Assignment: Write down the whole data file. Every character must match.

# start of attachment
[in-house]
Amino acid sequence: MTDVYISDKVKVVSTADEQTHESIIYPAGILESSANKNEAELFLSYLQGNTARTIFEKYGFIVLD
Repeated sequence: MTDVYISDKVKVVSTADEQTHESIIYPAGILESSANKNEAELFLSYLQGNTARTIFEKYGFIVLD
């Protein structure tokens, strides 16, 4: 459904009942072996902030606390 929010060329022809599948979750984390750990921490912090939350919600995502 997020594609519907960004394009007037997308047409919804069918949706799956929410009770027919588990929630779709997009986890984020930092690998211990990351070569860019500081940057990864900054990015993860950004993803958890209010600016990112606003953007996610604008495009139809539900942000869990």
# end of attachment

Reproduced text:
[in-house]
Amino acid sequence: MTDVYISDKVKVVSTADEQTHESIIYPAGILESSANKNEAELFLSYLQGNTARTIFEKYGFIVLD
Repeated sequence: MTDVYISDKVKVVSTADEQTHESIIYPAGILESSANKNEAELFLSYLQGNTARTIFEKYGFIVLD
């Protein structure tokens, strides 16, 4: 459904009942072996902030606390 929010060329022809599948979750984390750990921490912090939350919600995502 997020594609519907960004394009007037997308047409919804069918949706799956929410009770027919588990929630779709997009986890984020930092690998211990990351070569860019500081940057990864900054990015993860950004993803958890209010600016990112606003953007996610604008495009139809539900942000869990």